By | 8 February 2011

ESC C16 is a very useful concession for taxpayers. By way of a brief reminder, ESC C16 broadly allows distributions to shareholders by a company that has ceased business and is awaiting dissolution to be treated as made in a formal winding up for tax purposes, if certain conditions are satisfied and assurances given to HMRC. Distributions under ESC C16 are therefore treated as capital distributions, as opposed to income distributions.

ESC C16 will soon be coming to an end. On 13 December 2010, HMRC issued a consultation document on draft legislation to replace a number of concessions, including ESC C16. The consultation ends on 7 March 2011, and it is likely that legislation to replace ESC C16 will then be introduced shortly afterwards. Unfortunately, the proposed legislation in the consultation document, if enacted, will severely restrict the application of the ‘old’ ESC C16 treatment.

Proposed changes

The draft legislation amends the Corporation Tax Act 2010 (Part 23) on distributions, by adding a new section to Chapter 3 (‘Matters which are not distributions’). The proposed new section 1030A (‘Distributions in respect of share capital prior to dissolution of company’) applies where the striking off procedure (in CA 2006, s 1000) has commenced, or if the company makes (or intends to make) a striking off application (under CA 2006, s 1003), and in either case the company makes a distribution in respect of share capital in anticipation of its dissolution. The normal tax treatment of distributions is switched off if two conditions (A and B) are satisfied. Condition A is broadly that the company has (or will) collect any amounts due, and has paid any liabilities owing. Condition B is that total distributions do not exceed £4,000.

Even if these conditions are satisfied, the above tax treatment can be reversed if, within 2 years of the distribution(s), the company has not been struck off, or if the company has failed to deal with its debtors and/or creditors, as mentioned above (CTA 2010, s 1030B).

The explanatory note to the proposed legislation states: “Informal consultation with accountancy practitioners confirmed a continuing need for the concession in relation to micro and small businesses. The draft legislation is therefore subject to a £4,000 ceiling on distributions, which is broadly equivalent to the cost of winding up a small company.” Of course, £4,000 is also the upper limit for the Treasury Solicitor’s concessionary practice of waiving the Crown’s right to funds under ‘Bona Vacantia’ on the unauthorised return of a company’s share capital.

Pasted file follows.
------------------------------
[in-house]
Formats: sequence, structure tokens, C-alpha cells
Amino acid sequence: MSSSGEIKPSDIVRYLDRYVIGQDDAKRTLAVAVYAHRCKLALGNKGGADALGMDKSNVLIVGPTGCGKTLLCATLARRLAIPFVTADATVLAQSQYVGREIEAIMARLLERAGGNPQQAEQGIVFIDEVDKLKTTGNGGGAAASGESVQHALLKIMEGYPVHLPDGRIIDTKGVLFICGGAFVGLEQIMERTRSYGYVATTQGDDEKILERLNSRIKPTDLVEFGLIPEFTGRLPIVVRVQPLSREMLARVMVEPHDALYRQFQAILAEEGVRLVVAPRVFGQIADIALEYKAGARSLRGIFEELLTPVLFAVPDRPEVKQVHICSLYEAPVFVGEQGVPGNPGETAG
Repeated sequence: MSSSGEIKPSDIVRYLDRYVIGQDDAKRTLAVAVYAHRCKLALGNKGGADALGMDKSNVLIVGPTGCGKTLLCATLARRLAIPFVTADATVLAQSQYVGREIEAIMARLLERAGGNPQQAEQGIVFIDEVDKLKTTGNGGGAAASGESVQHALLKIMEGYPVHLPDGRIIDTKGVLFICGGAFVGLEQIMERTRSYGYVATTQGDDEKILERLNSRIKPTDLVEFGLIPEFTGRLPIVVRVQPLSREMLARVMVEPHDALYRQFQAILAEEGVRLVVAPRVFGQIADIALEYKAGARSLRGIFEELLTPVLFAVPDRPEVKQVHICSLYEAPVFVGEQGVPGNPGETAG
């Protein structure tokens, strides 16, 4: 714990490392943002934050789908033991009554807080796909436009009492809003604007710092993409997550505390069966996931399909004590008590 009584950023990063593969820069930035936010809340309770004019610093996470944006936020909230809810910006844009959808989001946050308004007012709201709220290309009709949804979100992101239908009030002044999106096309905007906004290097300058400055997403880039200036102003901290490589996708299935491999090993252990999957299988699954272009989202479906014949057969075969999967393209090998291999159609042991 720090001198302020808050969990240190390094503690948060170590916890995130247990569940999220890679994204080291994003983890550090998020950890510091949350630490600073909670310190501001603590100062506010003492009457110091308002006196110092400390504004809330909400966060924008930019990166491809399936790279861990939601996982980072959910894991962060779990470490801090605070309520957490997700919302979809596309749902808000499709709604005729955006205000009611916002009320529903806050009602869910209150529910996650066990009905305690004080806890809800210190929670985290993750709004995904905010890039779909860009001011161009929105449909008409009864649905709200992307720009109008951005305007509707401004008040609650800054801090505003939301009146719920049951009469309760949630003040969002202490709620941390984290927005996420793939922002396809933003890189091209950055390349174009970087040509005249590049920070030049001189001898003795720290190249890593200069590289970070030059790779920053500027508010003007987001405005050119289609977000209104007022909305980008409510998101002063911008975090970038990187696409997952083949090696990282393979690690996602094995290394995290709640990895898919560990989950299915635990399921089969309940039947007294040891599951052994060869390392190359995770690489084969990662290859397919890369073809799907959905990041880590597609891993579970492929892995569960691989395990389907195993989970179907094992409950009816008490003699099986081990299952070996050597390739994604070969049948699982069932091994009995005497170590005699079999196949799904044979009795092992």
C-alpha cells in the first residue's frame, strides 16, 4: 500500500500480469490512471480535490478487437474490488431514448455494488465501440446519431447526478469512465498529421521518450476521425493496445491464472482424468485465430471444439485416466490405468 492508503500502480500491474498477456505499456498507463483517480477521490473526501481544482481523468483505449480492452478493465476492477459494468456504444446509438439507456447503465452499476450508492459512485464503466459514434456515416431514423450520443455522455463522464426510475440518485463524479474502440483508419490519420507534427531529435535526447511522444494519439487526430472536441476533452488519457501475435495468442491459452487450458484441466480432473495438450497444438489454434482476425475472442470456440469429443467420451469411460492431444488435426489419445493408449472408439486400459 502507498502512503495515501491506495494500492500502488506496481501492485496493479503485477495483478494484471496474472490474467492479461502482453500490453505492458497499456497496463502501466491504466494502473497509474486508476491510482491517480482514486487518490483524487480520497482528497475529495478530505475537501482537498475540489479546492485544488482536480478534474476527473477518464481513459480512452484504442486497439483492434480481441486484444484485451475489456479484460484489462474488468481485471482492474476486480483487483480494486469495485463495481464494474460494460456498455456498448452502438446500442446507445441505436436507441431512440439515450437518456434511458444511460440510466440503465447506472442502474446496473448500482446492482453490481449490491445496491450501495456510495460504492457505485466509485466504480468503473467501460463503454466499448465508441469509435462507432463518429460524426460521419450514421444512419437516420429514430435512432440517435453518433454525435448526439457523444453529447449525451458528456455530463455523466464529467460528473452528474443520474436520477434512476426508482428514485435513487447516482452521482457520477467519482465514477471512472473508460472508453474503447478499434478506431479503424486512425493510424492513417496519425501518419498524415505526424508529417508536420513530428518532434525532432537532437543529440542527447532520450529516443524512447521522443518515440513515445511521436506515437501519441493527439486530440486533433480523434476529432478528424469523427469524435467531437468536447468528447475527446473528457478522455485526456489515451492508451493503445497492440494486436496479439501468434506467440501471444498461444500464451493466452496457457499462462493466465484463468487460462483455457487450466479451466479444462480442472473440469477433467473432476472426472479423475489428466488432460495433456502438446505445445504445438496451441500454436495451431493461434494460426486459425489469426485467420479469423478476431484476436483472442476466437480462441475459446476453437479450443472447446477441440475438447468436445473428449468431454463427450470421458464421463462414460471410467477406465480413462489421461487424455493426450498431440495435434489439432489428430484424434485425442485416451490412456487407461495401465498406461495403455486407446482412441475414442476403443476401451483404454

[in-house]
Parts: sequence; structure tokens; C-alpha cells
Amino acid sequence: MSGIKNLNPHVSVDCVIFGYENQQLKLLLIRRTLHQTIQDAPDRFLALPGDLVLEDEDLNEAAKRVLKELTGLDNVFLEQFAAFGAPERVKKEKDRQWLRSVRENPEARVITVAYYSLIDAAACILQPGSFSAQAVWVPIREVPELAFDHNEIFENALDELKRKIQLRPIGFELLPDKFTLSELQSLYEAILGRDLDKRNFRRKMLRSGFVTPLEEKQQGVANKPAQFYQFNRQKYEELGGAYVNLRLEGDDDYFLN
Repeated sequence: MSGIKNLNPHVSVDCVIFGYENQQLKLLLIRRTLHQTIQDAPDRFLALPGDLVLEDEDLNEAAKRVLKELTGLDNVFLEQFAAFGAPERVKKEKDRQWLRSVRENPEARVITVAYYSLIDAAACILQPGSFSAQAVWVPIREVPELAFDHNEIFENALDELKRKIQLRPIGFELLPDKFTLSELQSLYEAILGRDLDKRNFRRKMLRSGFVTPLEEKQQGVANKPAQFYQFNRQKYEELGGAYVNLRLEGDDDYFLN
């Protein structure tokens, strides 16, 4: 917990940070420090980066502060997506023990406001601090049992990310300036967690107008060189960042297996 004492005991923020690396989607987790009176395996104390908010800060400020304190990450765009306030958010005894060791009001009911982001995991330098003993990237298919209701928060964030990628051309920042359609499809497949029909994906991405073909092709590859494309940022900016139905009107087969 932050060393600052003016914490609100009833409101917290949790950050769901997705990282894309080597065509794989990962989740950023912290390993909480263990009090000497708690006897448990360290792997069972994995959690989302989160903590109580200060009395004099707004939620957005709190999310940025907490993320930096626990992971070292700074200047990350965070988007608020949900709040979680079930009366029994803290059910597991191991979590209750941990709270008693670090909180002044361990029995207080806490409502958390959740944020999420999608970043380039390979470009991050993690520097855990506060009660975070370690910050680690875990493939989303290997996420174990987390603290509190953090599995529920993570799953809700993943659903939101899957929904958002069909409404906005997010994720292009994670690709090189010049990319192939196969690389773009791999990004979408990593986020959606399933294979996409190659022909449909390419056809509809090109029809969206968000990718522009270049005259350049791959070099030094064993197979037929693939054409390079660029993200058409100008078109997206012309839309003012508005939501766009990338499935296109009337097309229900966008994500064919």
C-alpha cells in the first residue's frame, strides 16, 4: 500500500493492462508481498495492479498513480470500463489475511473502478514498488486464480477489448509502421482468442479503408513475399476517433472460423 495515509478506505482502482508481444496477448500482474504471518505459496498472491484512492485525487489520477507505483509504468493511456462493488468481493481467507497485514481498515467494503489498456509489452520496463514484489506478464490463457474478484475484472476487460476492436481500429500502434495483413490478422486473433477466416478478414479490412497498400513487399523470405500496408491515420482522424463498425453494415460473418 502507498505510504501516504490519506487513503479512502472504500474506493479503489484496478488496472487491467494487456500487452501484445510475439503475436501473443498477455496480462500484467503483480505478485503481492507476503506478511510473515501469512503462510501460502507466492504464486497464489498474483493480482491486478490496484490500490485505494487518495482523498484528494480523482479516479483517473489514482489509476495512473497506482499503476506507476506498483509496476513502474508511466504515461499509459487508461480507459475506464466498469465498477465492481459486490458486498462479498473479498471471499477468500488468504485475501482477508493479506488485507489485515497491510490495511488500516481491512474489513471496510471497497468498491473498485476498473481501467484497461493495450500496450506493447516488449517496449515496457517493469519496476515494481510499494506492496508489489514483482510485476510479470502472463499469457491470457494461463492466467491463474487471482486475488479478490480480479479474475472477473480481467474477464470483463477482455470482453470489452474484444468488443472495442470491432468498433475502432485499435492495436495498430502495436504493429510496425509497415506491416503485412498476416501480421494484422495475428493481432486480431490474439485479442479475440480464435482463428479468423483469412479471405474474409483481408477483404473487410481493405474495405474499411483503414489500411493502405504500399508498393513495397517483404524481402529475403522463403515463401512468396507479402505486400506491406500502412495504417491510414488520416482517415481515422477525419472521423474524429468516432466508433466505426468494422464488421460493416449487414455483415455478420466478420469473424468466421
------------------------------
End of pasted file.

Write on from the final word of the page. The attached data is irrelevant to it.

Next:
As indicated in my article ‘No ESCape’ (Taxation, 30 September 2010), the original purpose of ESC C16 according to HMRC was so that “companies may arrange to finalise the tax position of a trading company as though a formal winding up had taken place, but without incurring the extra costs involved in such action.” In other words, ESC C16 was intended to save the professional fees of a liquidator. However, in practice HMRC did not impose an upper limit on the level of distributions under ESC C16, and I have seen instances of the concession being applied to companies with very substantial cash balances. The proposed introduction of a £4,000 upper limit is therefore an unwelcome development – unless of course you happen to be a liquidator!

All bad news?

However, if the proposed legislation becomes law, it is not necessarily all bad news. The higher rate of capital gains tax of 28% from 23 June 2010 means that income distributions may be preferable for individual in some cases. For example, the effective rate of tax on an income distribution for a higher rate (40%) taxpayer is 25%, which compares favourably with the 28% rate of CGT for those in the higher rate income tax bracket.

On the other hand, to the extent that distributions fall within the 50% income tax bracket, the effective rate of tax on net income distributions is 36.11%, which is clearly less attractive than a 28% CGT rate.

Capital distributions are particularly attractive if entrepreneurs’ relief is available, resulting in a 10% CGT rate. The proposed £4,000 ceiling on capital distributions under the statutory version of ESC C16 means that many company owners will need to pay for the ‘privilege’ of claiming entrepreneurs’ relief. According to HMRC’s estimated cost of winding up a company, that will mean professional fees of at least £4,000. This cost will need to be factored into the equation when comparing capital and income distribution treatment for tax purposes.

Have your say

In practice, there was seemingly no upper limit to the amount of distributions under ESC C16. It is therefore disappointing that HMRC should seek to introduce an upper ceiling now. Legislating for ESCs should mean giving them the same statutory effect as the concessionary treatment they replace in my view. This is perhaps another case of HMRC moving the goalposts.

I hope that professionals respond to the consultation on the proposed legislation, and that HMRC’s attempt to introduce an upper limit on distributions under the statutory version of ESC C16 is strongly resisted.

The above article is reproduced from ‘Practice Update’ (January/February 2011), a tax Newsletter produced by Mark McLaughlin Associates Ltd. To download current and past editions of Practice Update, see the Newsletters section.